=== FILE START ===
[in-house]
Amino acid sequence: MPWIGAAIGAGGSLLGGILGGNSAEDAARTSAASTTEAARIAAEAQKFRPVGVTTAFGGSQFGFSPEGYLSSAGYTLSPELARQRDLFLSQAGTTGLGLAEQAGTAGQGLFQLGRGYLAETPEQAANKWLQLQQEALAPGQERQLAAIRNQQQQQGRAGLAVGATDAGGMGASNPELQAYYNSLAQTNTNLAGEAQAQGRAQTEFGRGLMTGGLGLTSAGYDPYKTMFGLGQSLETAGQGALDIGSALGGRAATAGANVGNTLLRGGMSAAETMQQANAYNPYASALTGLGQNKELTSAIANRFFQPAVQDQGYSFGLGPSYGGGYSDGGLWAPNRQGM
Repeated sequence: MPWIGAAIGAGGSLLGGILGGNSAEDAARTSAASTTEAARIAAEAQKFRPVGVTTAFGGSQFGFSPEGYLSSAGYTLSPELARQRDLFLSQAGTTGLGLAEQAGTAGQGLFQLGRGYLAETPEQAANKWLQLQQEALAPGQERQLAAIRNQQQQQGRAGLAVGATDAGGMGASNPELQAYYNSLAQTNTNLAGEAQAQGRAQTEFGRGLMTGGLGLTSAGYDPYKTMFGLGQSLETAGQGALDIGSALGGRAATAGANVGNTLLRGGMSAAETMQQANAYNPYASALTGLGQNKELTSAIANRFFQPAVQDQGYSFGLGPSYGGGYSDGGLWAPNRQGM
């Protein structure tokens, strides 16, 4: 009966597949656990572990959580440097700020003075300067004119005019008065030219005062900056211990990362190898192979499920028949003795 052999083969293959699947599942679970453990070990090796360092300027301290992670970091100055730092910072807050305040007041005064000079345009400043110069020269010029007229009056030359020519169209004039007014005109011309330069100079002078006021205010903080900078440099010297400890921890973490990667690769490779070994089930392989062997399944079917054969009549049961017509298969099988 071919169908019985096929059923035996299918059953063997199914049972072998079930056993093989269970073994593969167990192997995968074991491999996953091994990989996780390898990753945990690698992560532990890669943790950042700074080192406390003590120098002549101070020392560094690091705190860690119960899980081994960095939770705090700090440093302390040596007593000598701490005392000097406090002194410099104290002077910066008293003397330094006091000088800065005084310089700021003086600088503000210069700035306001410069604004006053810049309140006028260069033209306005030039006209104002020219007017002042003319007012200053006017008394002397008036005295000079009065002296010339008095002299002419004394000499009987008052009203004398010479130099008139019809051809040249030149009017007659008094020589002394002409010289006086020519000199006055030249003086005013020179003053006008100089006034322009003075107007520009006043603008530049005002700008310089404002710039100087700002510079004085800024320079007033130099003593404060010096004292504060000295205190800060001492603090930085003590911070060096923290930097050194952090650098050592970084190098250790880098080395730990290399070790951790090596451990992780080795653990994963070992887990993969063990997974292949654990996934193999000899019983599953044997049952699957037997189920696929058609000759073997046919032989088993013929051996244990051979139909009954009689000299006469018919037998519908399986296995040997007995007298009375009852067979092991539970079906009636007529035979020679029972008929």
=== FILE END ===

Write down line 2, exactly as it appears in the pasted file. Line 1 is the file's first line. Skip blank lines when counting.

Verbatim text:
Amino acid sequence: MPWIGAAIGAGGSLLGGILGGNSAEDAARTSAASTTEAARIAAEAQKFRPVGVTTAFGGSQFGFSPEGYLSSAGYTLSPELARQRDLFLSQAGTTGLGLAEQAGTAGQGLFQLGRGYLAETPEQAANKWLQLQQEALAPGQERQLAAIRNQQQQQGRAGLAVGATDAGGMGASNPELQAYYNSLAQTNTNLAGEAQAQGRAQTEFGRGLMTGGLGLTSAGYDPYKTMFGLGQSLETAGQGALDIGSALGGRAATAGANVGNTLLRGGMSAAETMQQANAYNPYASALTGLGQNKELTSAIANRFFQPAVQDQGYSFGLGPSYGGGYSDGGLWAPNRQGM